University of Melbourne plugs driverless shuttle into its urban transport lab
The University of Melbourne’s Australian Integrated Multimodal EcoSystem (AIMES) has taken delivery of an EasyMile EZ10 autonomous shuttle bus as part of a three-year partnership between the university and EasyMile.
“Having our own autonomous vehicle at the University of Melbourne gives students and academics the opportunity to focus their research projects on real-life transport solutions to improve safety, sustainability and reduce congestion, ” said University of Melbourne Vice Chancellor Glyn Davis.
The EZ10 driverless shuttle
The EZ10 is a driverless electric vehicle, carrying up to 15 passengers, with a maximum speed of 45 kilometres per hour. This vehicle is being run and tested in 20 countries across Asia-Paciﬁc, the Middle-East, North America, and Europe.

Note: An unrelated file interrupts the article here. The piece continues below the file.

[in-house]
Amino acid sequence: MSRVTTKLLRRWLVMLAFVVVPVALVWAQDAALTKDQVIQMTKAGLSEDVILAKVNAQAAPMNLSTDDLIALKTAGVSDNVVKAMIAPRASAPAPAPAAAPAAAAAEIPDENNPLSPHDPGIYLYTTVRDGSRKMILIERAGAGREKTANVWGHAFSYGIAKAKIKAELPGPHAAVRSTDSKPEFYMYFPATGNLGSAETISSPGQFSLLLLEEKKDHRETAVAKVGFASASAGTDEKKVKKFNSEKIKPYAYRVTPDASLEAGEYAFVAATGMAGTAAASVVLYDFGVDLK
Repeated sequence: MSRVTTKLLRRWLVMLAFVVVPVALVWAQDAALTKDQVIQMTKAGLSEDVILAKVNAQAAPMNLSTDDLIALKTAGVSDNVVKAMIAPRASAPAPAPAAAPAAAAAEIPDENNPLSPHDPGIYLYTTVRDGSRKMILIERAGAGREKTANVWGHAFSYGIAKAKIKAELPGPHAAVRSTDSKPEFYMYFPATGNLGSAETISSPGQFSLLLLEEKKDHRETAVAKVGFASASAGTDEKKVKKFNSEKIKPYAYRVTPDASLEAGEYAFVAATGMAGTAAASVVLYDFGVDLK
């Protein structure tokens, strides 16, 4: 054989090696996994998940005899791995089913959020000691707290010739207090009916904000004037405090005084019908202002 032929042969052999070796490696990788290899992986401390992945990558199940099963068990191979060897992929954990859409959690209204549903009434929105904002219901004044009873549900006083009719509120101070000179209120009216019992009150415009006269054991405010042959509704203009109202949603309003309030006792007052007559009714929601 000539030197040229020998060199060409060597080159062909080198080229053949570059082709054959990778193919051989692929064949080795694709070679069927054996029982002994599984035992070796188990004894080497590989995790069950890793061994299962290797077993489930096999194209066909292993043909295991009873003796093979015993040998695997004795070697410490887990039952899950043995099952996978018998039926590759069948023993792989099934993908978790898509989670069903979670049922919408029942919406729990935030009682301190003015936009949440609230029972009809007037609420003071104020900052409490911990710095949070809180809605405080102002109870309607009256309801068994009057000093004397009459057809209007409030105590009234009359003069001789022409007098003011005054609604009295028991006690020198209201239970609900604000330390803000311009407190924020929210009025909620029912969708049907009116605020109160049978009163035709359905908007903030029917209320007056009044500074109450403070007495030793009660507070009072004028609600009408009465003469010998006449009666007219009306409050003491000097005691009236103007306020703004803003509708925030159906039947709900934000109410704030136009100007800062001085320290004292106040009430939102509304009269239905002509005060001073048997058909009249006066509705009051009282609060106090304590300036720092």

Connected, connected, connected!
The EasyMile EZ10 boasts an impressive collection of new technology, but the really interesting results from this vehicle won’t be how it performs alone, but rather how it connects to the bigger transport picture.
“The benefits of autonomous vehicles are only realised if they are connected with other transport solutions,” said Professor Majid Sarv, University of Melbourne Professor in Transport for Smart Cities and AIMES Director.
“By partnering with EasyMile through projects such as the University’s Australian Integrated Multimodal EcoSystem (AIMES) – a world-first living laboratory based in the streets of Melbourne – we are able to test highly integrated transport technology that make a real difference to people’s lives,” he said.
See the autonomous parking service in action in the short video below: